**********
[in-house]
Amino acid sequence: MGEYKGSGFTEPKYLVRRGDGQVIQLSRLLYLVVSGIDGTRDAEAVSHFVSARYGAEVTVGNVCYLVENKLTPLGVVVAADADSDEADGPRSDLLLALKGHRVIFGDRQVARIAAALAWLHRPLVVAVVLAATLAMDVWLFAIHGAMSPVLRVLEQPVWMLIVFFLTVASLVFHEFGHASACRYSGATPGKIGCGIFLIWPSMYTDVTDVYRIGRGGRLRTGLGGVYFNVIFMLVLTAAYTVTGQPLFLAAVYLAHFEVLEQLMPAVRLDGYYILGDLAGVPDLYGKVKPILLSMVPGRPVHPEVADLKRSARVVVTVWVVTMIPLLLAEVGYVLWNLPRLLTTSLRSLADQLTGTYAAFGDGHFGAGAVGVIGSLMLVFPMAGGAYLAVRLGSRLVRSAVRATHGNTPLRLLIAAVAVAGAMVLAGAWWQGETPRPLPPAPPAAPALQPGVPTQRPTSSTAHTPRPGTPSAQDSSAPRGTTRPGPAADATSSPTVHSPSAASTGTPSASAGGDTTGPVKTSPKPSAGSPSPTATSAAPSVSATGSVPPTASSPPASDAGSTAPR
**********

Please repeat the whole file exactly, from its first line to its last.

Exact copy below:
[in-house]
Amino acid sequence: MGEYKGSGFTEPKYLVRRGDGQVIQLSRLLYLVVSGIDGTRDAEAVSHFVSARYGAEVTVGNVCYLVENKLTPLGVVVAADADSDEADGPRSDLLLALKGHRVIFGDRQVARIAAALAWLHRPLVVAVVLAATLAMDVWLFAIHGAMSPVLRVLEQPVWMLIVFFLTVASLVFHEFGHASACRYSGATPGKIGCGIFLIWPSMYTDVTDVYRIGRGGRLRTGLGGVYFNVIFMLVLTAAYTVTGQPLFLAAVYLAHFEVLEQLMPAVRLDGYYILGDLAGVPDLYGKVKPILLSMVPGRPVHPEVADLKRSARVVVTVWVVTMIPLLLAEVGYVLWNLPRLLTTSLRSLADQLTGTYAAFGDGHFGAGAVGVIGSLMLVFPMAGGAYLAVRLGSRLVRSAVRATHGNTPLRLLIAAVAVAGAMVLAGAWWQGETPRPLPPAPPAAPALQPGVPTQRPTSSTAHTPRPGTPSAQDSSAPRGTTRPGPAADATSSPTVHSPSAASTGTPSASAGGDTTGPVKTSPKPSAGSPSPTATSAAPSVSATGSVPPTASSPPASDAGSTAPR